By now, everyone has seen the original where Ken Block drives like Satan through San Francisco for some DC Shoes commercial.
For an interesting and fresh viewpoint, check out this unused aerial footage taken from an RC copter rigged with a camera. It's unpolished, but still rad, especially because it shows Block fucking up and hitting barricades.
Here's the original...
I just spent way too much time immersed in this post-earthquake-and-fire aerial photo of SF. You will too.
Photographed by George R. Lawrence with a kite a few weeks after the disaster:
It is a 160-degree panorama from a kite taken 2000 feet (600 m) in the air above the San Francisco Bay that showed the entire city on a single 17-by-48-inch contact print made from a single piece of film. Each print sold for $125 and Lawrence made at least $15,000 in sales from this one photograph. The camera used in this photograph weighed 49 pounds (22 kg) and used a celluloid-film plate.
There are reasons for healthy fear of Capp, but there is also beauty if you bother to look. So come on, have a look. And post pics. I'll repost nice ones @SpotsUnknown.
1903 was a big year. The Wright Brothers invented the first powered airplane. The first transatlantic telegraph cable was laid. The first wireless radio signals were transmitted across the Atlantic.
These were all advances that allowed humans to defeat distance. But as if these weren't sufficient, 1903 was also the year that a man in San Francisco took a bet, and invented the Great American Road Trip.
The "horseless carriage" had yet to convince anyone that it was anything more than a passing fad. And the $50 wager that Horatio Jackson couldn't drive one from SF to New York was sound, since there were no gas stations, no 7-Elevens, and no paved roads.
But he made it. Ken Burns did a documentary about it in 2003.
I discovered HJ's awesome ride while researching a new project that I plan to begin this summer. Stay tuned for more details.
Bill Holloway and Mauro Hernandez, of Masterworks Woodworking, salvage condemned city trees, then build beautiful bicycles out of them. The story of these bikes goes from the felling of a family's guardian tree, through the woodworking process, and finally, the completion of art you can ride.
They're self-taught, and the custom bikes are an offshoot of their larger woodworking and detailing business. Bill is a native San Franciscan, and his family has deep roots here. The dynamic between him and Mauro is a compelling, friendly rivalry.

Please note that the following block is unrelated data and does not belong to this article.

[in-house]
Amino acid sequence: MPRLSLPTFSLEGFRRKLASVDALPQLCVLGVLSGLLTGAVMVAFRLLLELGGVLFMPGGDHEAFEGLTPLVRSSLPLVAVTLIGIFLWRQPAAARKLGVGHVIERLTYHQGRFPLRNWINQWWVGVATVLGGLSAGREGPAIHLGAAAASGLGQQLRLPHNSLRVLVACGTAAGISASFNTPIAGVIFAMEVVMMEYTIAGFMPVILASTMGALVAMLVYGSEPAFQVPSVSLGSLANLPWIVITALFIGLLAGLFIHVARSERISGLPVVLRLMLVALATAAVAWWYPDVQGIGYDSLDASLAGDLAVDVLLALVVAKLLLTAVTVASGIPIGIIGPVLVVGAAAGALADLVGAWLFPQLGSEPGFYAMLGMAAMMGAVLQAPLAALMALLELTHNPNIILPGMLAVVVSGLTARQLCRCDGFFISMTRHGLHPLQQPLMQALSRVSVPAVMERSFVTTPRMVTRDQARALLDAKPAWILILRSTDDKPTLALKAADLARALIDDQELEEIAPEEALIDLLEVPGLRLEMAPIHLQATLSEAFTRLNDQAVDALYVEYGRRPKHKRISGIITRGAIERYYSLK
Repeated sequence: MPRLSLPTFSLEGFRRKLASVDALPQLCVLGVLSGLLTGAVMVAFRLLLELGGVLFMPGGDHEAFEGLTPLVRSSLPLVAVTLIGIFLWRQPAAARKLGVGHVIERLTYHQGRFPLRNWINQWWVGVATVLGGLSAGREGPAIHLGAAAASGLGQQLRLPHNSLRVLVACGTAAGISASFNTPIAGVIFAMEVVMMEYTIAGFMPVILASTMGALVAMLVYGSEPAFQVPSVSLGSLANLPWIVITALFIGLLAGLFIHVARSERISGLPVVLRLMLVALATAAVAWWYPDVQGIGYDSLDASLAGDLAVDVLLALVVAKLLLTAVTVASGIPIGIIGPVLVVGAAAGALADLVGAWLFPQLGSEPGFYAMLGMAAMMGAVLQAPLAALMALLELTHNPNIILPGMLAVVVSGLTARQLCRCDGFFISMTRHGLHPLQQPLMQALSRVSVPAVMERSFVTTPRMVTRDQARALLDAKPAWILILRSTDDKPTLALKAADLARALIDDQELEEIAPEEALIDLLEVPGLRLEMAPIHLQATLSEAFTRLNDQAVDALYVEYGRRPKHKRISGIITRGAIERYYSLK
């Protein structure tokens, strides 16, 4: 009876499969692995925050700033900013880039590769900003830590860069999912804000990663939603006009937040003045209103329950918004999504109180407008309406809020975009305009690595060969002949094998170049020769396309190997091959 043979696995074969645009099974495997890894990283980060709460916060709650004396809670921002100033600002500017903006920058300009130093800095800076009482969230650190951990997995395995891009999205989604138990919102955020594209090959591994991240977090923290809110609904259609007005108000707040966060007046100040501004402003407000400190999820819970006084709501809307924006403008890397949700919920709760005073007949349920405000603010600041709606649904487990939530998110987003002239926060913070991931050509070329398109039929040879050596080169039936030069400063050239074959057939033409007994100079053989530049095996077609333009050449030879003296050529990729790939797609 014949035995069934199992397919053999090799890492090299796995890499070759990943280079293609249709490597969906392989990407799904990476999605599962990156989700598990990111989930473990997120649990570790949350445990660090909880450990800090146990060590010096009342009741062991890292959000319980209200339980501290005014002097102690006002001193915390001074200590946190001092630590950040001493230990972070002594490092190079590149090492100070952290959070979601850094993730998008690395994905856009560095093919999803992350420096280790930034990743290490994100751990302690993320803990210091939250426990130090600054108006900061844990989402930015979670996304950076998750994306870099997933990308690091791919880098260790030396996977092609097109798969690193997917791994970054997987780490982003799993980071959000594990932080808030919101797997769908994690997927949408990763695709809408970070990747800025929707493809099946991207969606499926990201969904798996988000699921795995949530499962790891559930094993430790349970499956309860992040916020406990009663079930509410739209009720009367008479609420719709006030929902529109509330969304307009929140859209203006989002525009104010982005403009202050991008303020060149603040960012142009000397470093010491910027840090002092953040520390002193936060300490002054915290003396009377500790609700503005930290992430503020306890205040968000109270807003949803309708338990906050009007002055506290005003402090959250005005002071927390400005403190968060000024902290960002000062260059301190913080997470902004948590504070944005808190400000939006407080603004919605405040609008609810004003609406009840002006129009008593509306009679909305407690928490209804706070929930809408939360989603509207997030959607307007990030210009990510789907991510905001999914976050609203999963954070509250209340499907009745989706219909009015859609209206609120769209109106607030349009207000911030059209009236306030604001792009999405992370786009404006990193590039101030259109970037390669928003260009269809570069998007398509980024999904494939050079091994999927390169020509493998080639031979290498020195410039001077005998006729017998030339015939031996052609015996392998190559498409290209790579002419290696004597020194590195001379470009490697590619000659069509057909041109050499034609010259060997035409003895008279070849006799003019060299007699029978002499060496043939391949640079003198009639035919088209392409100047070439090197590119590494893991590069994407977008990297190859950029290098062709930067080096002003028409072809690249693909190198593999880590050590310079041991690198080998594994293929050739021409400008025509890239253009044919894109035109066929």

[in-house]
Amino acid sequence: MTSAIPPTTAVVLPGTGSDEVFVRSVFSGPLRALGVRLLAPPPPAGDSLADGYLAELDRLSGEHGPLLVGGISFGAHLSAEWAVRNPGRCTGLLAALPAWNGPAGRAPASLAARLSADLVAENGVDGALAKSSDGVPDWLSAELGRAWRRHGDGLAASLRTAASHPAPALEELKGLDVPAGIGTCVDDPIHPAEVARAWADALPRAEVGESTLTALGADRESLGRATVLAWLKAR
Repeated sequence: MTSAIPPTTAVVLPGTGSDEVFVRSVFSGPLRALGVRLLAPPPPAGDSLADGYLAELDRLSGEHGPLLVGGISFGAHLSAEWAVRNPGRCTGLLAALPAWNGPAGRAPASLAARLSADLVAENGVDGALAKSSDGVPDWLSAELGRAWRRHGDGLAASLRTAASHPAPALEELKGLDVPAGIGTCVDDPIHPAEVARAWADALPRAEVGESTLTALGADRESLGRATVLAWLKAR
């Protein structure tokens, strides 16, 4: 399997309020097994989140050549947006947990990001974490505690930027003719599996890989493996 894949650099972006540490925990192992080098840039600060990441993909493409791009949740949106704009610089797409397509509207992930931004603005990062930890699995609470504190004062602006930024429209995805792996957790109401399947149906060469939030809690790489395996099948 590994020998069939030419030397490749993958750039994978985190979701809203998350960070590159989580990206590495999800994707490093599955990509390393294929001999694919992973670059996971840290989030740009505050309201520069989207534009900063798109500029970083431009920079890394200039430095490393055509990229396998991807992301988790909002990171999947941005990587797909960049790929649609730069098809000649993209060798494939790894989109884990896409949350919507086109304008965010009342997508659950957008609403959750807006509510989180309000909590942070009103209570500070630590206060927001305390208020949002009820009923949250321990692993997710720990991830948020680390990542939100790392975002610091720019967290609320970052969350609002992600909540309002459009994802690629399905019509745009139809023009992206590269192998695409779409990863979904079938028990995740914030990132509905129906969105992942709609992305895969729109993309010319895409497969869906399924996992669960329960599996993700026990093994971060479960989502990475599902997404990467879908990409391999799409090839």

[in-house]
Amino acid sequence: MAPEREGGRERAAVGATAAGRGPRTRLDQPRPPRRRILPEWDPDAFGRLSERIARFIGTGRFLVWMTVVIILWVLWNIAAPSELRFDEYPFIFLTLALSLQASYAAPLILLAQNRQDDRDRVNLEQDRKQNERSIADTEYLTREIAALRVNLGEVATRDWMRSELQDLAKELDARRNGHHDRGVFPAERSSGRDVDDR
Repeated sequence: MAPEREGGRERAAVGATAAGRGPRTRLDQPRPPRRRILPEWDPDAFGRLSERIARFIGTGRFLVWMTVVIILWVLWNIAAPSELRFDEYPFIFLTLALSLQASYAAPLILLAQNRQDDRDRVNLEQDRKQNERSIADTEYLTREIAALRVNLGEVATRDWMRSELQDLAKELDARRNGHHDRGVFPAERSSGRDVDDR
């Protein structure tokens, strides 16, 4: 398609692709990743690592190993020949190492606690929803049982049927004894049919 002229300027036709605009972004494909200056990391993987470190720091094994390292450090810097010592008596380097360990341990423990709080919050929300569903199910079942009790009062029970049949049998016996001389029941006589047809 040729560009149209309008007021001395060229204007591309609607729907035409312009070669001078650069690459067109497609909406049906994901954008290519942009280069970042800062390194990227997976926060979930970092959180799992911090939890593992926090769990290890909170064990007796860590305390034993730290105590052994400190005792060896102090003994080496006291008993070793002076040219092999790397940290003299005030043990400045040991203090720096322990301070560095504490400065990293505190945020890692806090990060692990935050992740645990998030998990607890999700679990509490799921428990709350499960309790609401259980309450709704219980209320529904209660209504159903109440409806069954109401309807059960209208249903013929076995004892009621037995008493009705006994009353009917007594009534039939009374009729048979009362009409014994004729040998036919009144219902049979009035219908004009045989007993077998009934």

I fist encountered Bill while shooting him at Bay Area Maker Faire. This time around, it was great getting to know him and his work better, and setting him and Mauro loose to ride their creations in some stunning San Francisco locations. (Watch for the daredevil downhill stuff - these bikes are decidedly NOT made for that kind of terrain!)
Adweek is amused that this campaign got over its rejection by CBS (their explanation: "sex worker" is "not a family-friendly term"), and will now be running on MUNI buses instead.
I expect the real amusement will come in the form of cleverly-framed pics with non-industry bystanders.
The town is called Giresun. This time lapse video is from the second night of Ramazan. The call to prayer is being sent out from the minaret glowing green on the left.
Here are a few shots I've kept from the trip so far.
We have a Spot GPS strictly for tracking our progress and gathering data about our trip, but we navigating the old fashioned way - with bad maps and lots of u-turns.
For access to all of my photos and videos, friend me. (I'm posting primarily to FB for now to save on redundant uploading.)
Things will only get weirder from here.
So, this is happening, folks. I leave on Monday.
As if the site wasn't quiet enough recently, I'm leaving Monday for a road trip from London across Central Asia without GPS navigation.
You can follow our progress (or lack thereof) as we bring irony to such countries as Azerbaijan, Turkmenistan, Kyrgyzstan, Kazakhstan, and yes, Mongolia, here: